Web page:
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Leung Chun-ying

Leung Chun-ying, also known as CY Leung, is the chief executive of Hong Kong. He was born in 1954 and assumed office on July 1, 2012. During the controversial 2012 chief executive election, underdog Leung unexpectedly beat Henry Tang, the early favourite to win, after Tang was discredited in a scandal over an illegal structure at his home.

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POLITICS

Memory lapse to blame for confusion over illegal works, says C.Y. Leung

C Y Leung blames lapse of memory for his poor handling of unauthorised structures at his Peak home, and admits more add-ons may be illegal

PUBLISHED : Saturday, 24 November, 2012, 12:00am
UPDATED : Saturday, 24 November, 2012, 3:30am

A "lapse of memory" was responsible for confusion over illegal structures at his home on The Peak, Chief Executive Leung Chun-ying said yesterday.

But that was not enough for lawmakers, who demanded he give them a fuller explanation.

He said in a written statement that he had no intention of hiding the facts. However, he said that, in addition to the structures already disclosed, there were others he may also have to demolish at his two houses in Peel Rise.

"I admit there is negligence and there was carelessness when [I] handled the incident ... but hard facts have shown that I had no intention to hide [anything]," Leung wrote.

He had waited until all legal action against him over the illegal structures ended before making the statement.

Pan-democrat legislators said the written statement was not enough, while others said Leung had proved he had no intention to lie.

The Legislative Council's House Committee voted to invite Leung to appear before it to give a further explanation.

Political analyst James Sung Lap-kung said Leung's popularity could now rebound.

"His popularity ratings can still rise if his government can set out policies that benefit the public," Sung said. "But his administration remains at risk of a governance crisis if his future policy initiatives faces any setback."

The existence of illegal structures at Leung's houses came to light earlier this year after he had strongly criticised Henry Tang Ying-yen, his rival in the chief executive election, over a luxurious 2,250 sq ft basement at his Kowloon Tong home.

Controversy over Leung's illegal structures led to calls for him to step down even before he took office in July.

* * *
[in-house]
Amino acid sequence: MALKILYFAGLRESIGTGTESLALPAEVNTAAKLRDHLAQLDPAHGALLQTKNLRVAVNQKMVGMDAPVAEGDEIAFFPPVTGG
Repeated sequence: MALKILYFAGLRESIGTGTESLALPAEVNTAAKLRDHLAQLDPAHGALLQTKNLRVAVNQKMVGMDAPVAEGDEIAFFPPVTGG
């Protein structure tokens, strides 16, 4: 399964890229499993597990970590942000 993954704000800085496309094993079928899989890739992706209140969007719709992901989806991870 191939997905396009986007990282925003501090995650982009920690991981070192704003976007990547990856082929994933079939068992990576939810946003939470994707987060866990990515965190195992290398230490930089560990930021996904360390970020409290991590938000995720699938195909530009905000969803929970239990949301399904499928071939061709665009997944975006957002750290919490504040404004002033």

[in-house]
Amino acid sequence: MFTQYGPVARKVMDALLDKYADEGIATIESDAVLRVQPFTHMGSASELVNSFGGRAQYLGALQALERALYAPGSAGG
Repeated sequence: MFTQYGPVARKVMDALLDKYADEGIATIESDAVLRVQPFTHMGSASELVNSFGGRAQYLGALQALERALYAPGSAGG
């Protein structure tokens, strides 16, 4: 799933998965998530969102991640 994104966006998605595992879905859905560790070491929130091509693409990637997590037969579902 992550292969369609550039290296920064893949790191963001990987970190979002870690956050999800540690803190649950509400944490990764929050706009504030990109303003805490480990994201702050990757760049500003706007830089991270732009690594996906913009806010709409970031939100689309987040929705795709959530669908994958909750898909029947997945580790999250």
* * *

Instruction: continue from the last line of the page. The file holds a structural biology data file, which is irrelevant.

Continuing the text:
The Buildings Department said in June it had found six illegal structures at Leung's houses - a 240 sq ft basement, the main gate, a 40 sq ft single-storey structure, a cover over a parking space, a trellis and a glass enclosure in the garden.

Yesterday Leung wrote that he might also need to demolish a sauna room, a guest toilet, a retractable roof over the main bedroom's balcony, an expanded laundry room and a locker.

In June he admitted building the glass canopy and trellis, but said the latter replaced a rotten one. Yesterday he wrote: "No matter whether the previous landlord left a trellis, after the home purchase I installed a trellis at House 4 and House 5. A few years later they were turned into a glass canopy and a [new] trellis which were removed in June."

The statement came nearly five months after the structures were spotted. Prior to June Leung had said no unauthorised work had been done at his houses, citing the opinions of professionals.

Leung said he was negotiating with the Buildings Department over the previously undisclosed items and a maid's room.

Civic Party lawmaker Alan Leong Kah-kit said it was not satisfactory for Leung "to speak on his own without letting others cross-examine him'.

Labour Party chairman Lee Cheuk-yan said the affair had shown that "the whole election campaign was based on lies".

Democratic Alliance for the Betterment and Progress of Hong Kong chairman Tam Yiu-chung said he believed Leung had not intentionally hidden any facts.

Engineering-sector representative Lo Wai-kwok said Leung showed in his statement that he had applied for some of the add-ons after moving in, and was thus unaware other works were illegal.

 

Twists and turns in Leung Chun-ying's accounts of illegal structures

June 21 Ming Pao Daily says unauthorised glass canopy had been found in one of Leung Chun-ying's two houses on Peel Rise. Canopy has been removed by the time report came out. Leung says it was built to replace wooden trellis that was already in place when he moved in.

June 22 The daily tells of illegal trellis in Leung's house next door. Buildings Department finds six illegal structures in both houses, including 8.5 square metre room, metal gate leading to both houses and sheltered parking space of 24 sq metres. Leung apologises, removes trellis and stresses remaining structures had existed before he moved in and he did not know they were illegal. Pan-democrats tell ICAC he has made false claim in election campaign.

June 27 The daily says aerial photos show houses did not have any trellis before he moved in.

June 29 Past owner of houses admits building gate and parking shelter, but not wooden trellis.

July 4 Leung Kwok-hung and Albert Ho Chun-yan file judicial review against his "false claim".

July 5 Executive councillor Barry Cheung Chun-yuen tells Post Leung "may have remembered incorrectly" details about the trellises. Ho files election petition to challenge ballot result.